Last week we saw a rotating iPhone dock built from Lego. This week we’re happy to put up another example of a dock made of these popular building blocks. Thank goodness this one takes into account all of the sudden jolts that our desk is prone to by incorporating shock absorbing springs. The design is very sleek with a jazzy red scheme and a less-is-more attitude. We are a bit concerned about our expensive hand held falling out but then again that’s what the springs are for. Who can be the first to put together a step-by-step guide for building this one?
Hard drive speakers aren’t anything new, but they have yet to be done very professionally. Most hard drive speaker hacks are awesome, but aren’t meant to be a showpiece. [Oliver] took the opportunity to put together a set of 20GB drives and a custom-built acrylic case with a horizontal VU meter up front. The project is well-photographed and documented and can be recreated without the use of laser cutters or other expensive tools. The only thing it’s missing is an iPod dock!
Related: Giant bulb VU meter
Hot on the heels of the aluminum dock and the Lego camera mount, [Steve] sent in his iPhone/iPod Touch dock made out of Lego bricks. It’s very stylish with a black and grey theme but we think the function makes this DIY spectacular. In the design [Steve] has included the ability to rotate the cradle so that the iPhone can be presented either vertically or horizontally. A step-by-step guide is not yet available but resourceful Lego lovers should be able to build this using his flickr set.
[David] had an Arduino in search of a project. He decided to make an Arduino powered iPod remote control using an ipod connector breakout board and a 3.3v to 5v level converter (both from SparkFun). The circuit was built on a mini breadboard, controlled by an Arduino Mini, and housed in an Altoids tin. To talk to the iPod the Apple Accessory Protocol is used. With driving in mind [David] connected a Staples Easy Button as the play/pause button. This is a good example of how to interface Arduino with iPod. Using his example code we’d like to see more people working on homemade iPod accessories.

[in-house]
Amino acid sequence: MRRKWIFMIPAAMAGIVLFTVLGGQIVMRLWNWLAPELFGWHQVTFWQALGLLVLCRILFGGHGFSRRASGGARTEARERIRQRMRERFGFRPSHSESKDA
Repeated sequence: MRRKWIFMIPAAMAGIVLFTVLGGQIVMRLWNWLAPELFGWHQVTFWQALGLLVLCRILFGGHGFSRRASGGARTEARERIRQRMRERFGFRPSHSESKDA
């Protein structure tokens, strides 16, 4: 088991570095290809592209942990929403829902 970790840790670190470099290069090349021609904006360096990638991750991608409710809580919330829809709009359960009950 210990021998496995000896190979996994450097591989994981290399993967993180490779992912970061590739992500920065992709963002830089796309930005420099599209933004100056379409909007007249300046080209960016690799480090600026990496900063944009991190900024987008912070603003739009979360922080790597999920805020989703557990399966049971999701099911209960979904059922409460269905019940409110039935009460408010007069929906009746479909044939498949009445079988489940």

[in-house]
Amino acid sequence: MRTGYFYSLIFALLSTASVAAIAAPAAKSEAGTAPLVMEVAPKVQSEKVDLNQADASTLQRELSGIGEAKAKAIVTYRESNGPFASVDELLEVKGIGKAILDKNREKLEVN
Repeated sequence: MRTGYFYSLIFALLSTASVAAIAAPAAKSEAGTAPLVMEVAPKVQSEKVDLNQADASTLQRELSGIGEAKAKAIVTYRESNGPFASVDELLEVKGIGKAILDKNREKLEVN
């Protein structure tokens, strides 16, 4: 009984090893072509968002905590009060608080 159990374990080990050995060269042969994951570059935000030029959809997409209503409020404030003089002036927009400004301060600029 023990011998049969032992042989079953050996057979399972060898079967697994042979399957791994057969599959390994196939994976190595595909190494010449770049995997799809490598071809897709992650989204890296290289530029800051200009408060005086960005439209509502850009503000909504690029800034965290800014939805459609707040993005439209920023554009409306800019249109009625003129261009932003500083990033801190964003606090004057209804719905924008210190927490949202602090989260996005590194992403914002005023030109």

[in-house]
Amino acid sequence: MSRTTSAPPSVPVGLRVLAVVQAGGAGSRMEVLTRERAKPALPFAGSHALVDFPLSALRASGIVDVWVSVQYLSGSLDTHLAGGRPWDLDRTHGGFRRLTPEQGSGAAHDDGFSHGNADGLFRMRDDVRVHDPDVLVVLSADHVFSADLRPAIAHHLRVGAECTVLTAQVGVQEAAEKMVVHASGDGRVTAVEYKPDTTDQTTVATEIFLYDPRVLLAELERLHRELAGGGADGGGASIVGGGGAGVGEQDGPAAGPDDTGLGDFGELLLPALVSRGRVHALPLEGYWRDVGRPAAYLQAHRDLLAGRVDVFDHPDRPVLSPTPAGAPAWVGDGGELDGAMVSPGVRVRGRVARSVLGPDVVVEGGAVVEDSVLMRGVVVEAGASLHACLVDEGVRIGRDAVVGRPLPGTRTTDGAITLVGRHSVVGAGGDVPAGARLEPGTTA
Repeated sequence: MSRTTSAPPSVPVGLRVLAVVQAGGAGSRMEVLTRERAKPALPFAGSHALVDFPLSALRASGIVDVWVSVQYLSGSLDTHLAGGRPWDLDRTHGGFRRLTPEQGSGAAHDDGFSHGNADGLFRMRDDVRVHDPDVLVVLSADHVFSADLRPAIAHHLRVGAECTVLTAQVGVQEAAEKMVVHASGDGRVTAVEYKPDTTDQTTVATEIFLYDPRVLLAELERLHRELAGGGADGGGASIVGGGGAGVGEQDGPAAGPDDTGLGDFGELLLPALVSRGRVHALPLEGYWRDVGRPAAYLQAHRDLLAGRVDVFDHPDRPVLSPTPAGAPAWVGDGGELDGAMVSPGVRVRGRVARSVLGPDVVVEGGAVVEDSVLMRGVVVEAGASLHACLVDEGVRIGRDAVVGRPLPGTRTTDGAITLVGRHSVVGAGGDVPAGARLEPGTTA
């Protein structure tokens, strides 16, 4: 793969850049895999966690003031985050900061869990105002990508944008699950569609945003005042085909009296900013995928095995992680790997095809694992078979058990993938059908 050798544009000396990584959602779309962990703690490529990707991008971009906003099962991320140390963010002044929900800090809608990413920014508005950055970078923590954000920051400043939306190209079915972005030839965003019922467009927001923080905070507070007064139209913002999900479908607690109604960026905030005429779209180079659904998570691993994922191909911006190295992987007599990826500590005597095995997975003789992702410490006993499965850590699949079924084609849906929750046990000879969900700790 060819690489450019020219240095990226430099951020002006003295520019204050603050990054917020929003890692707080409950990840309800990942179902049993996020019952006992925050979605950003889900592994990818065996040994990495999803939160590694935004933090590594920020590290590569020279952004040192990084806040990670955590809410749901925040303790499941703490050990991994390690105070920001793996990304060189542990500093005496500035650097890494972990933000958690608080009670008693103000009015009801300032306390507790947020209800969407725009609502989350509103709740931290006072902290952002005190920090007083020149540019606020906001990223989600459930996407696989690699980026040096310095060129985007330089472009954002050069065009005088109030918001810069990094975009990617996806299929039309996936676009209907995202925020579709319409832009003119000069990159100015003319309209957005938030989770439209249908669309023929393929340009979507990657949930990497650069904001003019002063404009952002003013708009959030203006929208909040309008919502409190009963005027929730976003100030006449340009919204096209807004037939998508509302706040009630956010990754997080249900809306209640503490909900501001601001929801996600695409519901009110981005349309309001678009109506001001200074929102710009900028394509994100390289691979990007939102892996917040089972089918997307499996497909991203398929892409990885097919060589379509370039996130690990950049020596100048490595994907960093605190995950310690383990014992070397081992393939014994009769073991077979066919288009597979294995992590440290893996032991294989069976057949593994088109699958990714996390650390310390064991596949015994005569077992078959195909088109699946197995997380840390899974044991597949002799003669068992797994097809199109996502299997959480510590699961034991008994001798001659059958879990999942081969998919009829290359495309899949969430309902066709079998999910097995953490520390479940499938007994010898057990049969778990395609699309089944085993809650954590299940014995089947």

Last week we mentioned an article to cover up that ugly iPod dock; [Jozerworx] did one better by creating his own iPhone dock entirely. He had access to a machine shop where he combined some spare aluminum with an existing iPhone connection cable, but mentions the dock could probably be created with basic hand tools and a power drill. The design is quite minimalist and we would go as far as to say it has that shiny-and-made-by-apple-so-I-have-to-buy-one look. Alternatively, frosted acrylic with some leds would probably look pretty cool too, maybe it would blink whenever there is activity. What kind of dock would you hack?
This looks like someone watched the Obsolete Technology Band, and had to have one of their own. It appears to be a dock, driving several different sizes of old hard drives. While the concept isn’t new, we thought they did a decent job of putting the whole display together. It could be fun to have that mounted on our wall, waiting for geek friends to impress.
In middle of all the adding features that should have been available day-one, Apple announced something really interesting for the hardware hacking community. The new iPhone 3.0 OS will support application communication over bluetooth or through the dock connector using standard or custom protocols. From Engadget’s coverage:
10:19AM “They talk over the dock, and wirelessly over Bluetooth. Things like playing and pausing music, getting artwork — or you can build your own custom protocols.”
10:19AM “Now here’s a class that we think will be really interesting — medical devices.” Scott’s showing off a blood pressure reader that interfaces with the iPhone — wild.
10:18AM “Here’s an example — an FM transmitter. With 3.0, the dev can build a custom app that pairs up with it, and automatically finds the right station and tunes it in.”
10:18AM “With 3.0, we’re going to enable accessory developers to build custom apps that talk directly to that hardware.”
No solid connection specification has been published yet. We’re excited about the prospect of developing our own accessory hardware, but we wonder what sort of hoops you’ll have to jump through. Apple doesn’t have the best track record when it comes to approvals. Just this week they denied MSA Remote client App Store entry; it’s a multitouch client that uses the standard TUIO protocol. Prepare for similar roadblocks in the future.